Godspeed: UK immigration
The recent changes to UK immigration rules are set to ensure the UK remains a world-leading business destination. Yet, these amendments have proven contentious.
15 May 2019
Wealth managers are hiring again in the UK regions. For some, a presence in the regions has long been a key strategy, for others they are rebuilding a past footprint having retrenched back to London. Whatever the position, both have a common goal to win over regional clients and wealth whether entrepreneurial or landed estates. Citywealth’s April French Furnell spoke to wealth management professionals outside of London to hear more.
According to Kate Boswell, a Director at Stonehage Fleming Wealth Planning the reason is that, “most clients like to be looked after by a local team”, and to meet this demand many of the big names who retrenched from the regions are “now seeing the error of their ways, and opening offices or establishing teams in important areas”. She believes it’s essential to be local, otherwise potential clients “turn to their own personal networks” which, the industry confirms, results in poor advice and rescue situations years down the line to more skilled managers and advisors.
Quilter Cheviot, an investment manager, has nine regional offices around the UK in all the Cities we mention herewith, in addition to London. They serve a mixture of successful family-owned businesses and entrepreneurs. Richard Thorn, Head of Regional Offices observes that “we have seen high levels of financial prosperity across the regions resulting in strong growth for us”. Key to their success, says Thorn, is adopting the same principles and standards in all their offices.
Private Equity from foreign investment
The reason for a portion of the regional success turns out to be foreign investment. Calum Brewster, Head of Regions for Julius Baer International confirms this but adds, “Regional success has always been attributed to a rich depth of quality SMEs, family businesses as well as entrepreneurs, but over the last 18 to 24 months we have seen deal flow from foreign investment into private equity which has driven activity and liquidity.” Brewster explains that industry sectors tend to cluster based on geography more so than in London.
Lower costs of operation
Manchester, which is often seen as the second wealthiest City outside of London although Cardiff and Birmingham are frequent contenders, has always been a home to serious entrepreneurs. Boswell confirms this saying, “It has some really successful home-grown businesses and intellectual capital. It also has a large and growing tech’ scene which has benefited from the reduced cost of doing business outside of London”. Elspeth Kinder, Joint Head of Family Law at JMW Solicitors, who is based in Manchester agrees and adds a further point, “Manchester and the surrounding areas, have a thriving property development sector; the city is alive with construction”.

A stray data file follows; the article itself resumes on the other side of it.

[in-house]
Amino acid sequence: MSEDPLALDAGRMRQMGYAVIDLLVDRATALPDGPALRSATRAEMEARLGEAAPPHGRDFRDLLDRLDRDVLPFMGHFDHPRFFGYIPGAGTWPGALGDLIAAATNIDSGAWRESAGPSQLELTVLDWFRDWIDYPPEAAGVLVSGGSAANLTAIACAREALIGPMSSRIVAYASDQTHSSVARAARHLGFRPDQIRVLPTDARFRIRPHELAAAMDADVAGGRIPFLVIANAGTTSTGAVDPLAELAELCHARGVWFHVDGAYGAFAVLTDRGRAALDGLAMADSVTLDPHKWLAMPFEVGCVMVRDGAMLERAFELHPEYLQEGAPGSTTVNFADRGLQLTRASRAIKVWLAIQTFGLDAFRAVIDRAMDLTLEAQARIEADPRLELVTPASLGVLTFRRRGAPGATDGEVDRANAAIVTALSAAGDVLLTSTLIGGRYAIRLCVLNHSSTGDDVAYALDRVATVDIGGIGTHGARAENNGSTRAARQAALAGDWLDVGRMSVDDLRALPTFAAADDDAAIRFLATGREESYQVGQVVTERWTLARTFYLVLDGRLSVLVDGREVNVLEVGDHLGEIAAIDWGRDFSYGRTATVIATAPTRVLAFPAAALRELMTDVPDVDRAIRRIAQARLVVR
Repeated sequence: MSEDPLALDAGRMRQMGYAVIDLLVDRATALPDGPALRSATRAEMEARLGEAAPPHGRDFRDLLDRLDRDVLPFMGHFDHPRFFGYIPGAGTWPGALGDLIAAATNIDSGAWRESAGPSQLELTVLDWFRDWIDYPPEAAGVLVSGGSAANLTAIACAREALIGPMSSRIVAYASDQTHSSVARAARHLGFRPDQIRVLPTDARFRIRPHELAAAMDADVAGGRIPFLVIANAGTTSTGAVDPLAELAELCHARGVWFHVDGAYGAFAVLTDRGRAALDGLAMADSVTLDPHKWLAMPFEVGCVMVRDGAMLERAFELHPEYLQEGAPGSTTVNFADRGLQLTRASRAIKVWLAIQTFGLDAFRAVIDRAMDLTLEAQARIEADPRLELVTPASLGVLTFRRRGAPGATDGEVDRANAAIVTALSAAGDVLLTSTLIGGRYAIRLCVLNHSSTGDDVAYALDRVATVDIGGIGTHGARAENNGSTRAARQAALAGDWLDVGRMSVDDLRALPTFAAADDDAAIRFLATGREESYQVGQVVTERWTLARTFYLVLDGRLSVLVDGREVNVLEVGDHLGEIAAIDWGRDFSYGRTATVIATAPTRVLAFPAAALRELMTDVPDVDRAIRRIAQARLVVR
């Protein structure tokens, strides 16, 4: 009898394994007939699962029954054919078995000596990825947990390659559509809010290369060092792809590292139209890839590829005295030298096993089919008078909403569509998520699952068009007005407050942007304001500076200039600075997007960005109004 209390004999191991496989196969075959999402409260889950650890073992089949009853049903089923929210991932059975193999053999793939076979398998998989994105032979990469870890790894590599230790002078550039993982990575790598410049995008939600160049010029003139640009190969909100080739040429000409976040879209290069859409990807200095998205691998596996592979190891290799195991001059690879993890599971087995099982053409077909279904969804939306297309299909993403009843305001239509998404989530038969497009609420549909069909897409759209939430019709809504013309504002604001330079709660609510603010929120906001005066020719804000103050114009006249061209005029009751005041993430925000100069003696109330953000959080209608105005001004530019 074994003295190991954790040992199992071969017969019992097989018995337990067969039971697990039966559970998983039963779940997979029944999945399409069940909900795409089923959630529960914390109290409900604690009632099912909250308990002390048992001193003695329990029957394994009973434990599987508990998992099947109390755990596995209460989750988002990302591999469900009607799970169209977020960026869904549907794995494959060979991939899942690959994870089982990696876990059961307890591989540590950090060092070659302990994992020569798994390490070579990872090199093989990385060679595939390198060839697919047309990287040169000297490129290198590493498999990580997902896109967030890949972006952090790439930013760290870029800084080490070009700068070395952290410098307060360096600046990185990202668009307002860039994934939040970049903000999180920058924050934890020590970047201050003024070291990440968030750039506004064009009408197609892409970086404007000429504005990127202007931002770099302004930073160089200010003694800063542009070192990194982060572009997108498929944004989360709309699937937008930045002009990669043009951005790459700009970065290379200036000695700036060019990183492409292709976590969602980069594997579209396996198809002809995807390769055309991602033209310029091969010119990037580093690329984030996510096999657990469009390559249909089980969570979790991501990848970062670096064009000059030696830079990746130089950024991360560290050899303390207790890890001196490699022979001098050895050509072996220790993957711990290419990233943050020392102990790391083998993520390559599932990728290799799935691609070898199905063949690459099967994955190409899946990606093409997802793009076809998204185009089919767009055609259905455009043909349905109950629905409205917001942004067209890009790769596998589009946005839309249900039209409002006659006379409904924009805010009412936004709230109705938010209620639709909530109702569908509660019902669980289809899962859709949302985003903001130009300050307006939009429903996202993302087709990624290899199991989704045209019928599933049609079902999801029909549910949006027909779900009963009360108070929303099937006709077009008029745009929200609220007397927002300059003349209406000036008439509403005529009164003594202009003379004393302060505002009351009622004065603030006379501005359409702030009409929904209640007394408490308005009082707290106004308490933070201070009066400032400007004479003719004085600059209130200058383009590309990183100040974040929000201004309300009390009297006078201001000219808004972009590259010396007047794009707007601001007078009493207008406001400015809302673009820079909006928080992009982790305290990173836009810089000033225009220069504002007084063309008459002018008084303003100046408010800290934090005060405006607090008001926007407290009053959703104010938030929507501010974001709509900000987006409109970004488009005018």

With property, private equity and tech’ as some of the reasons for regional growth, do these clients demand the same services as London? Kinder says “on the whole yes. The wealth is generated from a combination of family businesses and groups of entrepreneurs and while they have slightly different requirements, they share the desire to protect and preserve the wealth for their loved ones”. Brewster is in agreement adding an extra element, “There is greater focus on providing for the next generation and their wider family”.
The Midlands, with Birmingham at the heart, has also grown in prosperity. “The Midlands is home to trading businesses, some of which are household names” explains Boswell. That said, Boswell says that it is unclear whether businesses relocate to Birmingham or are homegrown but in her experience, “They tend to be established where the entrepreneur is based and evolve from there”.
Other cities outside of London which are home to a cluster of HNWI and UHNWI include Edinburgh, Leeds, Cambridge and Bristol, and also, industrial regional cities that have reinvented themselves over the last decade such as Belfast, Sheffield, Newcastle, and Glasgow. What distinguishes these cities? Brewster believes that “they have great universities, and a professional community that collaborates well with business. In the technological age we hear the term community used often as a driver of entrepreneurial spirit. I believe these cities are benefiting by always acting as communities”. In places where community and family have been a long-established motivational factor for using wealth management, we conclude that being local, wins the day.